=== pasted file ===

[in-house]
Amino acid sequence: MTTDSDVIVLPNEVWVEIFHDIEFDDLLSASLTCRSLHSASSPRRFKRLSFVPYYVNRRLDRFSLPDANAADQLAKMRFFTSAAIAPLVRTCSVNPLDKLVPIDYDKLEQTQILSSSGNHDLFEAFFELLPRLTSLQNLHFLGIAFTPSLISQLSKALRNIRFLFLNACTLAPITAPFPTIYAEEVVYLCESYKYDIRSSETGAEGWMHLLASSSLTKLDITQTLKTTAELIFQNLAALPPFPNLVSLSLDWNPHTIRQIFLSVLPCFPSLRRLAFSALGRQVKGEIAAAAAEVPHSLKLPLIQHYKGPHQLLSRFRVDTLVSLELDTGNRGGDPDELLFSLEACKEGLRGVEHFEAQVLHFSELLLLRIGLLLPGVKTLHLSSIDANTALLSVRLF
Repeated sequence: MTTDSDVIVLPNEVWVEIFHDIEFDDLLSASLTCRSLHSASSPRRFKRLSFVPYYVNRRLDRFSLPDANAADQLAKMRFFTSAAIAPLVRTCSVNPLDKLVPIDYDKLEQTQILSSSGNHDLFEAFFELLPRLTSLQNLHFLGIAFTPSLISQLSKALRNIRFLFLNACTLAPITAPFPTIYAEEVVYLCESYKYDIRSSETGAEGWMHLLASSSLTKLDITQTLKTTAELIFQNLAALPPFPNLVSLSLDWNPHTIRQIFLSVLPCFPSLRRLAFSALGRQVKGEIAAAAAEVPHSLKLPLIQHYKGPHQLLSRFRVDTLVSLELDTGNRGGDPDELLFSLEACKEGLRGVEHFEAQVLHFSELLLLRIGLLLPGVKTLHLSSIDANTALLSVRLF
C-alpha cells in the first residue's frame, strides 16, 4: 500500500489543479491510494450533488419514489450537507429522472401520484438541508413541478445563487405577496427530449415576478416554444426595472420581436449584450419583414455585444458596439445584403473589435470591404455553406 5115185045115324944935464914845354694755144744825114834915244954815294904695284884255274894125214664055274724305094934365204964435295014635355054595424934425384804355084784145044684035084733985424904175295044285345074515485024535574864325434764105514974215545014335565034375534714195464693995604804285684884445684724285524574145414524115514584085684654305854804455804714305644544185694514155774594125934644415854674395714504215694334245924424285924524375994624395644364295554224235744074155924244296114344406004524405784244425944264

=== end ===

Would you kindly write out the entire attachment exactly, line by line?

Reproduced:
[in-house]
Amino acid sequence: MTTDSDVIVLPNEVWVEIFHDIEFDDLLSASLTCRSLHSASSPRRFKRLSFVPYYVNRRLDRFSLPDANAADQLAKMRFFTSAAIAPLVRTCSVNPLDKLVPIDYDKLEQTQILSSSGNHDLFEAFFELLPRLTSLQNLHFLGIAFTPSLISQLSKALRNIRFLFLNACTLAPITAPFPTIYAEEVVYLCESYKYDIRSSETGAEGWMHLLASSSLTKLDITQTLKTTAELIFQNLAALPPFPNLVSLSLDWNPHTIRQIFLSVLPCFPSLRRLAFSALGRQVKGEIAAAAAEVPHSLKLPLIQHYKGPHQLLSRFRVDTLVSLELDTGNRGGDPDELLFSLEACKEGLRGVEHFEAQVLHFSELLLLRIGLLLPGVKTLHLSSIDANTALLSVRLF
Repeated sequence: MTTDSDVIVLPNEVWVEIFHDIEFDDLLSASLTCRSLHSASSPRRFKRLSFVPYYVNRRLDRFSLPDANAADQLAKMRFFTSAAIAPLVRTCSVNPLDKLVPIDYDKLEQTQILSSSGNHDLFEAFFELLPRLTSLQNLHFLGIAFTPSLISQLSKALRNIRFLFLNACTLAPITAPFPTIYAEEVVYLCESYKYDIRSSETGAEGWMHLLASSSLTKLDITQTLKTTAELIFQNLAALPPFPNLVSLSLDWNPHTIRQIFLSVLPCFPSLRRLAFSALGRQVKGEIAAAAAEVPHSLKLPLIQHYKGPHQLLSRFRVDTLVSLELDTGNRGGDPDELLFSLEACKEGLRGVEHFEAQVLHFSELLLLRIGLLLPGVKTLHLSSIDANTALLSVRLF
C-alpha cells in the first residue's frame, strides 16, 4: 500500500489543479491510494450533488419514489450537507429522472401520484438541508413541478445563487405577496427530449415576478416554444426595472420581436449584450419583414455585444458596439445584403473589435470591404455553406 5115185045115324944935464914845354694755144744825114834915244954815294904695284884255274894125214664055274724305094934365204964435295014635355054595424934425384804355084784145044684035084733985424904175295044285345074515485024535574864325434764105514974215545014335565034375534714195464693995604804285684884445684724285524574145414524115514584085684654305854804455804714305644544185694514155774594125934644415854674395714504215694334245924424285924524375994624395644364295554224235744074155924244296114344406004524405784244425944264